Chorusing—the creative moniker of Raleigh, NC-based songwriter/producer Matthew O’Connell—today announced his debut album Half Mirror will be released on August 13th, 2021, via Western Vinyl. He has also shared the hypnotic and ambient, yet pulsating lead single “Watching The Beams” alongside an equally mesmerizing video, directed by Rob Howerton. “‘Watching the Beams’ is the only track on the record that came together almost immediately—all written and recorded over the course of a day,” explains O’Connell. “I set up an arpeggiator on the Moog and then mixed it live with a drum machine and a fuzz pedal. The vocals have a reverse delay on them that lets each distorted lyric sort of slowly bloom. All these elements together made me think of traveling through a subway tunnel—sounds passing in and out of focus, lights flashing through the windows, the noise of the tracks.”
On Half Mirror, O’Connell superimposes warm analog synths onto self-described “confessional folk” with a simultaneously cosmic and earthly outcome. Tracked at home in the mountains of North Carolina using a vintage tape delay, electric guitar, and a homemade synthesizer he named ‘Balsam,’ the album is at once a lonesome push-pull of electronics humanized by folk elements, and folk music made alien by electronic adornments. O’Connell’s own story is just as captivatingly segmented, and he crafted the personal, cathartic, and at times confessional Half Mirror over the course of a decade.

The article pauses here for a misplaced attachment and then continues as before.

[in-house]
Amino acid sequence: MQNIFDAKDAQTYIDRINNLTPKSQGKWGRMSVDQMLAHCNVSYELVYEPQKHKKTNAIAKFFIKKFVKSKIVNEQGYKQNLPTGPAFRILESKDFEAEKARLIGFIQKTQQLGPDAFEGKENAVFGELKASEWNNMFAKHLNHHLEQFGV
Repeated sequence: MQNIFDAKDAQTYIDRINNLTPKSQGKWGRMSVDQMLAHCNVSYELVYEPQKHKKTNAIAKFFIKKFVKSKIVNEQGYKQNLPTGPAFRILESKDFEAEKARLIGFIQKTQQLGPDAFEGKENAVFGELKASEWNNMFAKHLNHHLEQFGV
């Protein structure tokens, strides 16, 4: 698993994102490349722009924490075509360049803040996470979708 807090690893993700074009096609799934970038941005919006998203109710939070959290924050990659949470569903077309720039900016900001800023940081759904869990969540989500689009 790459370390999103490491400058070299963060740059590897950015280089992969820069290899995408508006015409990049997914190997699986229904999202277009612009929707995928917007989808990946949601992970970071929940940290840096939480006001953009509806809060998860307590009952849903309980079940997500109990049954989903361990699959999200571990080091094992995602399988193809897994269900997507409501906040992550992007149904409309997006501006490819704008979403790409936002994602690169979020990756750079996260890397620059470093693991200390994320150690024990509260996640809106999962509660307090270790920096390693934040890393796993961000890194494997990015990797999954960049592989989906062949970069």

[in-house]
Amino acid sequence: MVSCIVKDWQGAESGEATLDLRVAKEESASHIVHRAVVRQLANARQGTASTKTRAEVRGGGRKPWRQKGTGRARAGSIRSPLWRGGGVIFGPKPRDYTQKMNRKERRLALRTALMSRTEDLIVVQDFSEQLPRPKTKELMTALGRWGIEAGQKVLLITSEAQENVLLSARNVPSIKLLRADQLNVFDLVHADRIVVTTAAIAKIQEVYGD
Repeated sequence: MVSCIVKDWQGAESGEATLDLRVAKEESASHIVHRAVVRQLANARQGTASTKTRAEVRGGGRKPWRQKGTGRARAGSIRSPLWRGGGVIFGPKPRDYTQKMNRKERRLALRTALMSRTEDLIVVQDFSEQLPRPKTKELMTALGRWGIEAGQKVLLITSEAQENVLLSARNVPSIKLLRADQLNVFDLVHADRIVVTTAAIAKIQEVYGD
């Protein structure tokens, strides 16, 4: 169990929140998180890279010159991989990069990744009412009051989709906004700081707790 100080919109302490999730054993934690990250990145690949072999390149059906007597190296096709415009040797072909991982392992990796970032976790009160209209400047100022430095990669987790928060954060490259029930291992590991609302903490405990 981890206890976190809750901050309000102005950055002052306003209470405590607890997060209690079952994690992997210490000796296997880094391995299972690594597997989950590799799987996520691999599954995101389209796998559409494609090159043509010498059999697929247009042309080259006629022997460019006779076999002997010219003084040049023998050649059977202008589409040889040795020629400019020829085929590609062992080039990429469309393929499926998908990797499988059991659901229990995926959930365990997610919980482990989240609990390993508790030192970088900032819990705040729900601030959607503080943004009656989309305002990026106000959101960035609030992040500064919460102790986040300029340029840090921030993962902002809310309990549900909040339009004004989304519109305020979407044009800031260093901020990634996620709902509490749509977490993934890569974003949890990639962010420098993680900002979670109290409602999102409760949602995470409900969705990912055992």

While the album directly reflects back on memories and experiences from O’Connell’s 20s, Half Mirror is also steeped in earlier formative years. There are elements mined from his Indiana childhood spent obsessively practicing metal drumming and recording on 4-tracks with his brothers Joe (of Elephant Micah, on whose recent album Vague Tidings Matthew also played) and Greg; years playing in Louisville, KY, punk and hardcore bands, when he also first began writing songs (some of which are included on Half Mirror); and time studying math at an intensive college program in Hungary, where he continued writing song fragments and fiddling with musical electronics at the Kitchen Budapest—a collective of artists, theorists, and coders.